"When the spider has completely disengaged itself from the slough, it remains for a short period in a state of great exhaustion, suspended solely by a thread from the spinners, connected with the interior of the abdominal portion of the cast skin, which is much corrugated and drawn together. The entire process, as above described, occupies the space of about twenty minutes. After reposing a little, the spider further attaches itself to the suspensory lines by the claws of the feet; and when its strength is sufficiently restored, and its limbs have acquired the requisite degree of firmness, it ascends its filaments and seeks its retreat."

Such are a few only of the curious provisions of

nature, with regard to this insect. Vulgar minds recoil at the sight of the spider, and can see no beauty in the "work of its hands." They shriek, and run away, as if from a revolting spectacle. We pity such people, and blush for their narrow intellect.


(Continued from Vol. II., page 406.)

HEARK'EE, MR. EDITOR,-"La dent d'oche fume sa pipe," and so does my old master now and Spiders, unlike the true insects, frequently then, and I see no harm in it. Indeed, it is change their skin, and present themselves in a new rather a cosey sight to see the old boy snugly and enlarged dress as their growth proceeds. The ensconced in his little summer-house, and enjoymanner in which this operation is effected ing his patent "yerbury" well primed with best is thus described by Mr. Blackwall, to whose ex-"latakia, myself reclining by his feet on one side, cellent observations on the structure and economy of these creatures we are indebted for an account of the process:-"Preparatory to casting its integuments, the spider spins several strong lines in the vicinity of its snare, from which it suspends itself by the feet, and a filament proceeding from the spinners. After remaining for a short time in this situation, the horny covering of the thorax gives way by a fissure running down each side of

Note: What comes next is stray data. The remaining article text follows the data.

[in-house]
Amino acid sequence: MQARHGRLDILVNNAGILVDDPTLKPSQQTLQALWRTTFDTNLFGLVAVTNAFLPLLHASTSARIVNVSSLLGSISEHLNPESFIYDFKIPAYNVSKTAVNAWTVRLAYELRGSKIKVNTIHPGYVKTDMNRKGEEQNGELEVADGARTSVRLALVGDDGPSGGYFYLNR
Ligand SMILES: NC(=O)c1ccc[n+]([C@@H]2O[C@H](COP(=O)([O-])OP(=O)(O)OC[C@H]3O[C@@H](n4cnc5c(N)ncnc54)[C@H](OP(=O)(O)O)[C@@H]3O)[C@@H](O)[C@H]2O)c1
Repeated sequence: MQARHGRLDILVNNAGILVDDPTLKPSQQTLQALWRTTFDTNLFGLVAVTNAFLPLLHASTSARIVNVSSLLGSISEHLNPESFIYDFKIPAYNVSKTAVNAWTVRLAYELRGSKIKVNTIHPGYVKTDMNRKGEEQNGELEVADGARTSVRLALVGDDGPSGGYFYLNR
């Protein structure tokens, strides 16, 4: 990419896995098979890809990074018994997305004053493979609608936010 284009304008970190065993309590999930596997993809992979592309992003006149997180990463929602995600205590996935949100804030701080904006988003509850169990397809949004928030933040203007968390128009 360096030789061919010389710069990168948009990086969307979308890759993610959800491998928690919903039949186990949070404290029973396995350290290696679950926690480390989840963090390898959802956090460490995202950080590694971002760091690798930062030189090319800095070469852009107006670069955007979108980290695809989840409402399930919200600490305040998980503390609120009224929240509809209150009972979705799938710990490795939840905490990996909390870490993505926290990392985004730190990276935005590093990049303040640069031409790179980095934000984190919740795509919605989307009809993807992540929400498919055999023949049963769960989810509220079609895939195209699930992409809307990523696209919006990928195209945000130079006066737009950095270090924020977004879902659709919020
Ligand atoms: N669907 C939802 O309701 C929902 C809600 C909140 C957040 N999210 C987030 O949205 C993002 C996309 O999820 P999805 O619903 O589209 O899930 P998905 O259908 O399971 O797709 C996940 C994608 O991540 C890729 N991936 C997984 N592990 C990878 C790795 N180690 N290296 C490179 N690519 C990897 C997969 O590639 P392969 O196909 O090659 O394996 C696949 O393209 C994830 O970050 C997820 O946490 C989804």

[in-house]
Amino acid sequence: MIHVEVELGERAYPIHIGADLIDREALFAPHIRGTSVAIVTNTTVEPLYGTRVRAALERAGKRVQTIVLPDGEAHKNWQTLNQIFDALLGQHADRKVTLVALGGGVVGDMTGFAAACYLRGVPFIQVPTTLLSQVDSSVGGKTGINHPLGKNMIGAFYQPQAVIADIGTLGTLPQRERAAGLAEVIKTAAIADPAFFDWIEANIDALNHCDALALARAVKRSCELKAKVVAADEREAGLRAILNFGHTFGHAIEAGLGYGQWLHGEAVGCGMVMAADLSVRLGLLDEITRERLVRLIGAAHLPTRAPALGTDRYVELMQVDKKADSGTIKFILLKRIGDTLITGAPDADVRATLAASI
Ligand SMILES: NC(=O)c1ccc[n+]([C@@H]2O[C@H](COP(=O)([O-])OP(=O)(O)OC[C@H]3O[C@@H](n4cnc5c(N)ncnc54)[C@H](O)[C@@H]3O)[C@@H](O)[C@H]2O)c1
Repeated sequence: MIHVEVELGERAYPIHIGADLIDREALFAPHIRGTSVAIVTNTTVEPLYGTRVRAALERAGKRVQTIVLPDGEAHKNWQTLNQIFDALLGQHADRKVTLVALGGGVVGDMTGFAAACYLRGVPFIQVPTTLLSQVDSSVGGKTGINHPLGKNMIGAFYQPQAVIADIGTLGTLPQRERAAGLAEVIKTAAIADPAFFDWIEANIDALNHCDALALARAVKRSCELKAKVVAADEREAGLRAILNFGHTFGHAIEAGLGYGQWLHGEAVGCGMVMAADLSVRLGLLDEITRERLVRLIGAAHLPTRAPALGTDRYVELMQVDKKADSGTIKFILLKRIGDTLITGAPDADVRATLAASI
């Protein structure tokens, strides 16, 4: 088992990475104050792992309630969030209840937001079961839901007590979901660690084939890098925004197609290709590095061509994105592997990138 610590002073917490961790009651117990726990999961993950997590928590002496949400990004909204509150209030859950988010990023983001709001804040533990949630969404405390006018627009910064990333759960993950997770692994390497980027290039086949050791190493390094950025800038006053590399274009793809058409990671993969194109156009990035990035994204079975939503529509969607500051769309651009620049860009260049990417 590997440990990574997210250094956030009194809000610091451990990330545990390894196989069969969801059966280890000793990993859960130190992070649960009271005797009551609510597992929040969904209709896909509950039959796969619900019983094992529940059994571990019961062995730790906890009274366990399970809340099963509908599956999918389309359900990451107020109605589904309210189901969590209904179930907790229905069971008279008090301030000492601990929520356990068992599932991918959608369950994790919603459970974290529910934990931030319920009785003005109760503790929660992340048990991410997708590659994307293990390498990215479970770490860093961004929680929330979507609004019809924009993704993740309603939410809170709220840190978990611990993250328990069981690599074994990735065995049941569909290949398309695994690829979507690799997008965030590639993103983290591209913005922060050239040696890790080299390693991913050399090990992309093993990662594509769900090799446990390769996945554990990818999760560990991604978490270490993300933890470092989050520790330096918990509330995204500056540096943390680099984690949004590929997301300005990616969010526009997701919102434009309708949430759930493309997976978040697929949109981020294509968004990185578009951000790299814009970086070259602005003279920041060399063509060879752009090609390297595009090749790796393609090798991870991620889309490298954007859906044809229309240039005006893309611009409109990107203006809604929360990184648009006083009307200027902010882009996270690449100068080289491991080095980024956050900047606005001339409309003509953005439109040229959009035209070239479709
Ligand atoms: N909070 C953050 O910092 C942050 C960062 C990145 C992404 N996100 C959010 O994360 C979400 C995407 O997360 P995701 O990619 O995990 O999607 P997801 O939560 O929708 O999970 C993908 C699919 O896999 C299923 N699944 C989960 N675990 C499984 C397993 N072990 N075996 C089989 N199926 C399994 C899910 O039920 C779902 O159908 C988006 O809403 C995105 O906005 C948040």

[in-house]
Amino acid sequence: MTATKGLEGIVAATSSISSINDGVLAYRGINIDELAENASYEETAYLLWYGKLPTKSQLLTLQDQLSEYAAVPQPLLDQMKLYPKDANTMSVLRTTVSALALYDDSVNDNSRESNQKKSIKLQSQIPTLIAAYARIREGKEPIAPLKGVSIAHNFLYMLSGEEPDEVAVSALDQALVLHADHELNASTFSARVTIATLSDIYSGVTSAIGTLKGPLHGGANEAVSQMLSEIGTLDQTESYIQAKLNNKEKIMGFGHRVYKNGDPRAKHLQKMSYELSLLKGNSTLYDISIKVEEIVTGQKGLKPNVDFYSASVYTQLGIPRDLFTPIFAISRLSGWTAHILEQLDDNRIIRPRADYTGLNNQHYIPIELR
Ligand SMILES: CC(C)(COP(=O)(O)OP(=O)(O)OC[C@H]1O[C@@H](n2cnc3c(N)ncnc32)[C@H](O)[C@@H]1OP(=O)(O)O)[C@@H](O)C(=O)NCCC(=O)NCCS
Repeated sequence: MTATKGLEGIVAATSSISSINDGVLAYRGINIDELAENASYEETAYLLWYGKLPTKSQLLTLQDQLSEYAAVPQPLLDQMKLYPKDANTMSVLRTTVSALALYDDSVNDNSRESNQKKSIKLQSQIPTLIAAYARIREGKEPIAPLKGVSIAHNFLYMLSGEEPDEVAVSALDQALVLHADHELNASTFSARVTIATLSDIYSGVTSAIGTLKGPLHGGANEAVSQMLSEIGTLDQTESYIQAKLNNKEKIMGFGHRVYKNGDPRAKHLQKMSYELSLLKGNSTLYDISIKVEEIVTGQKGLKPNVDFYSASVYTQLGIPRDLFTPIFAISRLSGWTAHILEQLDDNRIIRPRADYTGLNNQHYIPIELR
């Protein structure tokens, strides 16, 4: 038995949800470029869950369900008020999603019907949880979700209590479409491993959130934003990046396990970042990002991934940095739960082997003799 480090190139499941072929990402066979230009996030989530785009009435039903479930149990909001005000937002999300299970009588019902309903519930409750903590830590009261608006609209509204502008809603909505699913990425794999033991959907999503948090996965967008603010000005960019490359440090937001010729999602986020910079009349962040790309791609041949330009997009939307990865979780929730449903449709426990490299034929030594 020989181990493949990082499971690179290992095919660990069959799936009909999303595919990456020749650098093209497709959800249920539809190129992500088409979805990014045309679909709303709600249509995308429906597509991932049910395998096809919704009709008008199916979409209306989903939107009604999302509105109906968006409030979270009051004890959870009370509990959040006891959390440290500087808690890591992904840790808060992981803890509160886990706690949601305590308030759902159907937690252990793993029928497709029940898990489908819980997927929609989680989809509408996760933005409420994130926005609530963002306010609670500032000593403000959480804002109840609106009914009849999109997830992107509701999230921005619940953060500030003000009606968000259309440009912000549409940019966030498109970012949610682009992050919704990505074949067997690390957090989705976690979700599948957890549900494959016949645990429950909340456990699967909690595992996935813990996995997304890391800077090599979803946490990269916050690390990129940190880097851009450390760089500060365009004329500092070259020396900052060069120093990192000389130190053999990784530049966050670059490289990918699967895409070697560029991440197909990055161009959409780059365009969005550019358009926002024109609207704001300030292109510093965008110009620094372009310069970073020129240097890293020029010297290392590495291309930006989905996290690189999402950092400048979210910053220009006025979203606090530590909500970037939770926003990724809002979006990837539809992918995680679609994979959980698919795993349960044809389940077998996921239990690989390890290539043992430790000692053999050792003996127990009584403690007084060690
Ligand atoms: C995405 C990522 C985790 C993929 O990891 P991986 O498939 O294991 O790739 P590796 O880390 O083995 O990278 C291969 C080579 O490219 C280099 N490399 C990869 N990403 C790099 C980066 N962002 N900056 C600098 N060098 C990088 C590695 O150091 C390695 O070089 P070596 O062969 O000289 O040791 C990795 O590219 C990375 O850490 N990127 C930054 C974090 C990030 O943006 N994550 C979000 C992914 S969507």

VOL, III.-3.

and my godson (an immense black cat) on the other a glass of sherry-and-water on the little shelf, and though last, not least, the latest number of OUR JOURNAL, which he is quietly conning over.

This is a very calm scene you will admit; but it is a vastly different story when the "dent d'oche" performs, as you shall presently see. I must premise, Mr. Editor, that the "dent d'oche" is a very high mountain in Savoy, about three


miles S. E. of Tholon, a small town situated on the S. E. of Lac Leman, and nearly opposite "Cully," on the Vaudois side of the lake.

Now, Mr. Editor, when the wind blows from the Fort de l'Ecluse just above Bellegarde, on the frontiers of France and Switzerland, you must not fail to go to this spot, if you should ever take it in your head to visit Geneva, not only to see the splendid wild mountainous scenery from this tremendous fortification, but also to witness the remarkable Perte du Rhone. There is a very good old-fashioned hotel here, and everything very well and very reasonably served; and although it is a frontier town, the 'gens d'armes" never give you any trouble, if you are only kind to them. They much prefer discussing a "pinte" of " medoc" and a cigar, to turning your carriage inside out for the chance of finding a bit of stale bread. However, when the wind blows from the fort de l'Ecluse, it is a hundred to one that the "dent d'oche commence a fume sa pipe."

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It happened one morning in August, that Bombyx and his family, accompanied by the old "grandpapa des papillons," started in a large open carriage for the Tour de Gourzes. It was a glorious morning as, at six o'clock, we left our residence of course intent on a day's sport and amusement; and the wind was slightly from the N.W. We went up the Berne Road by "Vennes," les "croisettes," to the "chalet à gobet," here we branched off to our right through Savigny, after our party had refreshed their steeds, and myself and brother had got up a glorious cats' hunt.